As a child he had walked in Regent’s Park-odd, he thought, how the thought of childhood keeps coming back to me-the result of seeing Clarissa, perhaps; for women live much more in the past then we do, he though.
Woolf, Virginia. Mrs. Dalloway. New York: Harcourt, Inc. 1925. Print. p.55
Peter’s remark on how women tend to reminisce on past events is indicative of Woolf’s use of analepsis when Woolf’s narrative is focalized around female characters in the novel.
“But, thank you, Lucy, oh, thank you,” said Mrs. Dalloway, and thank you, thank you, she went on saying (sitting down on the sofa with her dress over her knees, her scissors, her silks), thank you, thank you, she went on saying in gratitude to her servants generally for helping her to be like this, to be what she wanted, gentle, generous-hearted. Her servants liked her. And then this dress of hers – where was the tear? and now her needle to be threaded. This was a favourite dress, one of Sally Parker’s the last almost she ever made, alas, for Sally had now retired, living at Ealing, and if ever I have a moment, thought Clarissa (but never would she have a moment any more), I shall go and see her at Ealing.”
Woolf, Virginia. Mrs. Dalloway. New York: Harcourt, 1925. Print. p.38
In this particular example, one can see how Woolf uses syntax to reflect Clarissa’s character. Clarissa is shown here to be vivacious as she thanks the servants numerous times. Also, the way she moves from one idea to the next (the dress to Sally Parker), it shows the quickness to her thinking. The language of this paragraph (the sound of it) shows the liveliness in her thinking and the positive energy she is trying to maintain in her life.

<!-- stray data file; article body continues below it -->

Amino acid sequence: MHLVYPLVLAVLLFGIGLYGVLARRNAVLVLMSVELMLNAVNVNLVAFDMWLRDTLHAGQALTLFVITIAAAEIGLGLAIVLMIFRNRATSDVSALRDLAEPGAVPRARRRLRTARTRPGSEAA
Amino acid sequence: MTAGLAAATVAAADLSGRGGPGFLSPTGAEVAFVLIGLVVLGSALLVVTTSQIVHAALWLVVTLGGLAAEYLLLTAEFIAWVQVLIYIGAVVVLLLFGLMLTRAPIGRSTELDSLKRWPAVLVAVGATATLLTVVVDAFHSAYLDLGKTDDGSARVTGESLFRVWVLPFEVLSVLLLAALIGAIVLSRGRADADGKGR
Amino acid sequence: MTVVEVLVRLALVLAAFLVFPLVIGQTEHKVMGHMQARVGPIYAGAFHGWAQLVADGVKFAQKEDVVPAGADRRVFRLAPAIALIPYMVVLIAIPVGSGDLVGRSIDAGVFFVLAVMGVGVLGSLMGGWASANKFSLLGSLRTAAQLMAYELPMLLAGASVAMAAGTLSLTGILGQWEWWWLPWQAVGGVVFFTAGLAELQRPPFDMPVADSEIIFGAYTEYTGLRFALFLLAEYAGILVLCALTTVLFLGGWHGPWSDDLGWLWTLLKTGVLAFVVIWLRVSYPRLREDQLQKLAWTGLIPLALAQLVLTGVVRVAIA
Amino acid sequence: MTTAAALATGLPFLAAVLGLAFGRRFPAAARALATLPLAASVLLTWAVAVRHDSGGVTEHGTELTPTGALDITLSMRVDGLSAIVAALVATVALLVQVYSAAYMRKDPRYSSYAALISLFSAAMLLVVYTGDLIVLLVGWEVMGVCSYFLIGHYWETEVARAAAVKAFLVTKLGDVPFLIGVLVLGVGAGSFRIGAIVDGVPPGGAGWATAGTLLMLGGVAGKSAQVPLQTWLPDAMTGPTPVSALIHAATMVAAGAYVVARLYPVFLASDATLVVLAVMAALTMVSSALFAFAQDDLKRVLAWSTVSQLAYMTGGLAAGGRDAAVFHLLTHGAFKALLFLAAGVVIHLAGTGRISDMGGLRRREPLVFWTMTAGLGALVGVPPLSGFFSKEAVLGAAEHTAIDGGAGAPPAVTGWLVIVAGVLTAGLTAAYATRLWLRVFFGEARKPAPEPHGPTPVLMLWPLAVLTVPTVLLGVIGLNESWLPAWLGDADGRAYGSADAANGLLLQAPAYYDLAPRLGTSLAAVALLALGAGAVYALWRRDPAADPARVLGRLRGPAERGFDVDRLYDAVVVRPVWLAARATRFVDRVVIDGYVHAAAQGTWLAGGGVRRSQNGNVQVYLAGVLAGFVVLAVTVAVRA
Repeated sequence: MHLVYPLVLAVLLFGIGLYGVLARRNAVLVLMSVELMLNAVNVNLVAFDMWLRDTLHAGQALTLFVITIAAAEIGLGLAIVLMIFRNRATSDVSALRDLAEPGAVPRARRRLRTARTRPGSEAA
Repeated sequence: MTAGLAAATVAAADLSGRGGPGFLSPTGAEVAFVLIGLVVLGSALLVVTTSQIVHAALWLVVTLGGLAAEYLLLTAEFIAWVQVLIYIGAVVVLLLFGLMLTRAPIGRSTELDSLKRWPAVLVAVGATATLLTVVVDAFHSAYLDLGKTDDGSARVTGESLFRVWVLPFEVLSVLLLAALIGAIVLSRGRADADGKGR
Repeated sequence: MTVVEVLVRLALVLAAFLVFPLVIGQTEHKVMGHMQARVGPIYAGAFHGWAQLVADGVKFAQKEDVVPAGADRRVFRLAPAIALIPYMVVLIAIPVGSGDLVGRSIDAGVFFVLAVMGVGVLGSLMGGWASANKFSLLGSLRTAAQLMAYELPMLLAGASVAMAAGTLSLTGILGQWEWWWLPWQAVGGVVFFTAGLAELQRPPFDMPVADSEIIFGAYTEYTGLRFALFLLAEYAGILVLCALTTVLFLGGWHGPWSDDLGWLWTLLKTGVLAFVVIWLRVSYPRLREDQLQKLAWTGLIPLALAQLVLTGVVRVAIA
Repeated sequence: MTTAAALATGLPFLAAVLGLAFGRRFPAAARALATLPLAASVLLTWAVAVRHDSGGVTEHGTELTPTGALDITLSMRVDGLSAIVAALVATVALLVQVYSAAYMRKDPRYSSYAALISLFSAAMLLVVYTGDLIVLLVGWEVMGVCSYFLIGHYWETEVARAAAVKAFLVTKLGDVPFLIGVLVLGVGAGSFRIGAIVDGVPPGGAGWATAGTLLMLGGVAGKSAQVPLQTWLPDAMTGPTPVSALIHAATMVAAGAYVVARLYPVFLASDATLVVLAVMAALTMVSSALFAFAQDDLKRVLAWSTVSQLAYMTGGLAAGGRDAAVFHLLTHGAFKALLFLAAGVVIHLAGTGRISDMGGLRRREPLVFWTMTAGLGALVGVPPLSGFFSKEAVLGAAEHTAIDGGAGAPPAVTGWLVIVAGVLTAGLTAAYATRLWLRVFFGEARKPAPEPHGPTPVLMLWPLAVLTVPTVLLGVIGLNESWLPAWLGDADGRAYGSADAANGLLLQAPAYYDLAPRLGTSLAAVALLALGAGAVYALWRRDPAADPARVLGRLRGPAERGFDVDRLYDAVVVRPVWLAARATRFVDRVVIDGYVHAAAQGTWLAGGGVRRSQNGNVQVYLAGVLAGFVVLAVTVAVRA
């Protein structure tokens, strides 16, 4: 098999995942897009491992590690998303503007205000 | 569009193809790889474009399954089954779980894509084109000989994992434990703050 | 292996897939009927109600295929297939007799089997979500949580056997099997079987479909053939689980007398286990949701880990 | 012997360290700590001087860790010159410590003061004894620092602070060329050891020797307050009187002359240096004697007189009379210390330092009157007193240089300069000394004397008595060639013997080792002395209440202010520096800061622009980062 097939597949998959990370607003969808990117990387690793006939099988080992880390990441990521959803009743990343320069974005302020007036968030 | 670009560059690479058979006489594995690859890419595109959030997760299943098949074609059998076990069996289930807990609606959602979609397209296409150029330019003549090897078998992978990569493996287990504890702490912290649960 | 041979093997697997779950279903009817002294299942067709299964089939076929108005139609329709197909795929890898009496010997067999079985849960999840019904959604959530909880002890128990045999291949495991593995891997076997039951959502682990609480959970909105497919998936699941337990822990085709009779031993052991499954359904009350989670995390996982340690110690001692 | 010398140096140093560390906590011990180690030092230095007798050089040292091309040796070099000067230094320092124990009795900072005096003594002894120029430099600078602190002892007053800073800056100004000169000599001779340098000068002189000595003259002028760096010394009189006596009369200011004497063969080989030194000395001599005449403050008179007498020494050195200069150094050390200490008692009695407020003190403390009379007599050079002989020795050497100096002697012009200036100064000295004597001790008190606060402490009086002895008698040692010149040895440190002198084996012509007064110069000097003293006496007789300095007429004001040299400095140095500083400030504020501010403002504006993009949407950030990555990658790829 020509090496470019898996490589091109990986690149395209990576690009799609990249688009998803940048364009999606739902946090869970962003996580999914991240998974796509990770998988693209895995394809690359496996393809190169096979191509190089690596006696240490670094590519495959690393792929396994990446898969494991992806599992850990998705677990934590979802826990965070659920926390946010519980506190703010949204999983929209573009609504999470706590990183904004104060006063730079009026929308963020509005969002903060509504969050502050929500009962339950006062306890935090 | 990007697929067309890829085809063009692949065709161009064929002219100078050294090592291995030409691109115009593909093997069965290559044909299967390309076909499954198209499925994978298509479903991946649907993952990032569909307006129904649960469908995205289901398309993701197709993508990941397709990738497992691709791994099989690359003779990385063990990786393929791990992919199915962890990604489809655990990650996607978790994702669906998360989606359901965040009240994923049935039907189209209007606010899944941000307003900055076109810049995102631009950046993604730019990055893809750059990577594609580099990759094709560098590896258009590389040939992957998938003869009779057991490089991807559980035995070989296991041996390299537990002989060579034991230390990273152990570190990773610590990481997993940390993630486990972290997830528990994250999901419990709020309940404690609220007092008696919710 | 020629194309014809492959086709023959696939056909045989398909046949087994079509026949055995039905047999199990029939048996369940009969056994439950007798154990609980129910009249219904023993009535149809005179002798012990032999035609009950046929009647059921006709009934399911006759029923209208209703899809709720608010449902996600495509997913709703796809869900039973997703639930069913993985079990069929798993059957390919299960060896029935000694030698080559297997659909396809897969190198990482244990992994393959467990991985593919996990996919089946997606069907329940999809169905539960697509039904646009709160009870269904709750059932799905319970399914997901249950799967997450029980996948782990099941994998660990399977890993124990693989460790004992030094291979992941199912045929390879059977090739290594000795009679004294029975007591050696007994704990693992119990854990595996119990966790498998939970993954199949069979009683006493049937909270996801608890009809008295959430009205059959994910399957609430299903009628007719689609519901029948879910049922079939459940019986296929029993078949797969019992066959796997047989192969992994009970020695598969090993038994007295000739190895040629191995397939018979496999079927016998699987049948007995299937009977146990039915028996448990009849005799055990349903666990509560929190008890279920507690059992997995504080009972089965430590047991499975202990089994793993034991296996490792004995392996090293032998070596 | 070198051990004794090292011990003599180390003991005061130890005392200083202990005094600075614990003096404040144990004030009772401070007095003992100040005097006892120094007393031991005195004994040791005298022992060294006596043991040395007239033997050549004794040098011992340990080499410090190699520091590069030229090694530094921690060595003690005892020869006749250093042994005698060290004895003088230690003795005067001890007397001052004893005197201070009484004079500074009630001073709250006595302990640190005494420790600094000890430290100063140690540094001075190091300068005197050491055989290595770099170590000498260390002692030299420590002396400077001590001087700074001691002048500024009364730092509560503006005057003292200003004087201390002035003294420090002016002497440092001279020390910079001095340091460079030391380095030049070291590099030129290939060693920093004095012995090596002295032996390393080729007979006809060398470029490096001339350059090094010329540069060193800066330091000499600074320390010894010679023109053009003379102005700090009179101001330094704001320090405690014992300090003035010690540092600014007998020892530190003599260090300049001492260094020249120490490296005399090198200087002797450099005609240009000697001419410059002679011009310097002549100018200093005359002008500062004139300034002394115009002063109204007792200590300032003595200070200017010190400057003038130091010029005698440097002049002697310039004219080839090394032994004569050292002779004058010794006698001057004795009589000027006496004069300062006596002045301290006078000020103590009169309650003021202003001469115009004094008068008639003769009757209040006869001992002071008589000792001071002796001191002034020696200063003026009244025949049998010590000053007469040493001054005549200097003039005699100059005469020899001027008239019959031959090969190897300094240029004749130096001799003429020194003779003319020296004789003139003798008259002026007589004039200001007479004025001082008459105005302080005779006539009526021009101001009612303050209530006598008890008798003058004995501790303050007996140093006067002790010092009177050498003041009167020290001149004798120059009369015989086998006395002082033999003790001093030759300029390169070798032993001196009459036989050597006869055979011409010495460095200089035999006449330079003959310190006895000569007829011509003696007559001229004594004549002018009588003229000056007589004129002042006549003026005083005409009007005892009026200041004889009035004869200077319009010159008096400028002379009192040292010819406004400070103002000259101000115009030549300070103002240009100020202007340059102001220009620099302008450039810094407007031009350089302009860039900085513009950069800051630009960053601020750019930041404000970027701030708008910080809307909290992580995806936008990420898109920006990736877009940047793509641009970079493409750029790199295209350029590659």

“But she feared time itself and read on Lady Bruton’s face, as if it had been a dial cut in impassive stone, the dwindling life; how year by year her share was sliced; how little the margin that remained was capable any longer stretching of absorbing, as in the youthful years, the colors, salts, tone of existence, so that she filled the room as she entered and felt often as she stood hesitating one moment on the threshold of her drawing-room, an exquisite suspense…”(30).
Woolf, Virginia. Mrs. Dalloway. New York: Harcourt, 1925. Print. p.30
We see time become a key important theme within the novel and it is interesting to see that she referring to Clarissa who fears time itself, but yet time goes slow throughout the novel which makes it quite ironic. She sees her life dwindling down and she does not want it to end since she wants to feel the youthful years once again. Woolf uses strong diction to describe youth like tone of existence and colors since young people are usually filled with life while older women feel the color fades and grows quite hesitant.